Aliya started her HR career in 1996 and co-founded JourneyHR in 2010. Aliya works with Founders and business leaders in the creative industry and advises them on creating sustainable and creative cultures where their people can thrive and their businesses get great results. Aliya is also a DBA Expert, ready to make a positive difference to DBA Members’ businesses. Find out more about her approach and how she could help your organisation here.
Boost staff motivation levels all year round
Not surprisingly, data has shown that the hunt for a new job ramps up at the start of the year, with nearly half (46%) of the UK’s working population likely to re-evaluate their career in mid-January, according to research by Arden.
Value your employees
The findings revealed several drivers behind employees’ desire to look elsewhere, with salary one of the top reasons to change jobs (34%). But while offering a fair, competitive salary may rank highly, there are other important factors at play too. Over a quarter (26%) cited a lack of recognition and nearly a third (30%) said the level of stress in their current job made them want to leave. The results also found 27% felt unsupported by their current employer while 22% bemoaned a lack of flexible working opportunities.
A business’ most prized asset is its workforce, but finding talented individuals is only half the equation; retaining your workforce is crucial. At a time when so many employees may be feeling deflated, businesses need to get the year off to positive start by putting in place strategies that will keep staff motivated, engaged and made to feel valued.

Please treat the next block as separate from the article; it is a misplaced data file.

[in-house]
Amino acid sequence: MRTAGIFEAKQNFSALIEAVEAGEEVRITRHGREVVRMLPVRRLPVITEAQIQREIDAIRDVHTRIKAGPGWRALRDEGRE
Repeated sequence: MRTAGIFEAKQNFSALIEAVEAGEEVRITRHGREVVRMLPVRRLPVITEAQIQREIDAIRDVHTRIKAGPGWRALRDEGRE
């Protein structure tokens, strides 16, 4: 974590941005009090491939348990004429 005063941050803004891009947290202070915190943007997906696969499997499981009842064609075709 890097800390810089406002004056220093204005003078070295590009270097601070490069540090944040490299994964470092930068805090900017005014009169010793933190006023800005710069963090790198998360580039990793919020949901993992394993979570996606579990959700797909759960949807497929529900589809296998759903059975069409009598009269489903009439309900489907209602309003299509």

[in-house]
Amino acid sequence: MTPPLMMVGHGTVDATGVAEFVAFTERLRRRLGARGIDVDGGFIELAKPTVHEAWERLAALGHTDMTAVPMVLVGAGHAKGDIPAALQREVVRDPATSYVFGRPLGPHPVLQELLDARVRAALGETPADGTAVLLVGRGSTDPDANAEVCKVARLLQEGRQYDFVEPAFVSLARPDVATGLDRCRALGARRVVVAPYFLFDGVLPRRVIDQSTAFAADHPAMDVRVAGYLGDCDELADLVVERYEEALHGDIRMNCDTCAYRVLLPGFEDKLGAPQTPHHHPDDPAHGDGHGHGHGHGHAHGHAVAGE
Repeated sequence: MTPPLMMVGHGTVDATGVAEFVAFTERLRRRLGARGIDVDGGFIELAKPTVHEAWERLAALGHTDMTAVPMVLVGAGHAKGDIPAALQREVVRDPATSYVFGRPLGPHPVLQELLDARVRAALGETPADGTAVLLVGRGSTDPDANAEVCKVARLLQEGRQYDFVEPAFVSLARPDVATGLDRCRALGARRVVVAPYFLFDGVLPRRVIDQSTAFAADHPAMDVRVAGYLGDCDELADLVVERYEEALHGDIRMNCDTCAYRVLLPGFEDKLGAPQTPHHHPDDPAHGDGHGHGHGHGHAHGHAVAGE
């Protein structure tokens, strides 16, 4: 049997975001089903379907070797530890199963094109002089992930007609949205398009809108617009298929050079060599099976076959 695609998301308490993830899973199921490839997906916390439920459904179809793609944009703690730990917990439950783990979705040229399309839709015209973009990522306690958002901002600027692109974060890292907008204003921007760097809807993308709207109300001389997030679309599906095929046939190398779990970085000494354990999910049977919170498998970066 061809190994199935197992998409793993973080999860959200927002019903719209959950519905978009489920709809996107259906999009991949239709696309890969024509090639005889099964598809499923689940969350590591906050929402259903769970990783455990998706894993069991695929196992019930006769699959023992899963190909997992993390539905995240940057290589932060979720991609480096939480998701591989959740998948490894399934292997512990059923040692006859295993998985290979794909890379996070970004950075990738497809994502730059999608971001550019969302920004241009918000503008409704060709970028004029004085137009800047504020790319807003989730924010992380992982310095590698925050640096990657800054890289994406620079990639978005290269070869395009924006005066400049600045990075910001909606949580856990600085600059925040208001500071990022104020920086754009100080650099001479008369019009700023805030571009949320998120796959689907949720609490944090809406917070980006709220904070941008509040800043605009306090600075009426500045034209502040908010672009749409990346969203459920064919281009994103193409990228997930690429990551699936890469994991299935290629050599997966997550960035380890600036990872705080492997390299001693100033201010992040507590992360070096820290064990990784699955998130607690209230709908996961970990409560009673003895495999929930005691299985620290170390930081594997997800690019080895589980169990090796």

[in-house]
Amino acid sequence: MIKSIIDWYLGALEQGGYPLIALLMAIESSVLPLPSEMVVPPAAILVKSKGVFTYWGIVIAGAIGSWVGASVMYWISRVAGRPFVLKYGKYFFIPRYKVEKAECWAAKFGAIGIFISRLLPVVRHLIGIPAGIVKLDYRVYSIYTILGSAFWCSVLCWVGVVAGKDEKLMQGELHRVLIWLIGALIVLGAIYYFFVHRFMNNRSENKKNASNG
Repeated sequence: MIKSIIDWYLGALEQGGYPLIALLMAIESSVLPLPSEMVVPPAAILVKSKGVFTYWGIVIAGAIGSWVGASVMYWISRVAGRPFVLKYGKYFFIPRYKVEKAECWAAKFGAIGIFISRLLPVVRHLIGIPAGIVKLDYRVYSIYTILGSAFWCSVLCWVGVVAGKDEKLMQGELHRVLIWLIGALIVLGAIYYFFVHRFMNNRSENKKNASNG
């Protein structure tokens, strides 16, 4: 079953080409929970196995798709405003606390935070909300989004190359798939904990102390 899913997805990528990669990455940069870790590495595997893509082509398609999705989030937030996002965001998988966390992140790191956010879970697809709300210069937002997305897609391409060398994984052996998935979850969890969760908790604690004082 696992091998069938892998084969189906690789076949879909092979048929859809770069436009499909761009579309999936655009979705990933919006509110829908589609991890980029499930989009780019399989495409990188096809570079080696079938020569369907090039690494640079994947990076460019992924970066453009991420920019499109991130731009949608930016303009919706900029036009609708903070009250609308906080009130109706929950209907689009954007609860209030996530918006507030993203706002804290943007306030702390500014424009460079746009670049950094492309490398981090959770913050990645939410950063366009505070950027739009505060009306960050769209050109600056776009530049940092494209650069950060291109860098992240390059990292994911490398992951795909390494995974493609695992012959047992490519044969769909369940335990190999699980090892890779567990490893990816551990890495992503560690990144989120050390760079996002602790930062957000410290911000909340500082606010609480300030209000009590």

Make benefits count
With the offer of a new job often comes the chance to negotiate a better benefits package. A 2017 employee benefits guide by Glassdoor found as many as 57% of candidates reported that perks and benefits were among their top considerations when accepting a new job, so it’s important that employers ensure their own benefits package is competitive.
Businesses should evaluate what’s currently on offer and also ask their staff for feedback on what works for them and if there’s anything missing. Employee needs and demands evolve over time, so what may once have appealed to staff may no longer hold the same attraction. Plus, benefits need to appeal to all generations.
By listening to staff and understanding their individual needs, companies will be in a much better position to build a benefits package that really works for them and help keep employees feeling positive about their job and the wider company.
Understand career paths
If staff feel like they’re not making any progress, or their skills and talents are not identified, it can make work feel monotonous and uninspiring. Regularly checking in with employees and talking to them about which aspects of their job they enjoy, what they would change if they could, and where they see themselves headed will show that the company is invested in their future and will help employees thrive.
However, it’s worth remembering that while employees may want to expand or increase their skillset and responsibilities, they may have little interest in becoming a manager. It’s important that companies offer flexible career paths where people are given the option of future development without having to take the traditional route.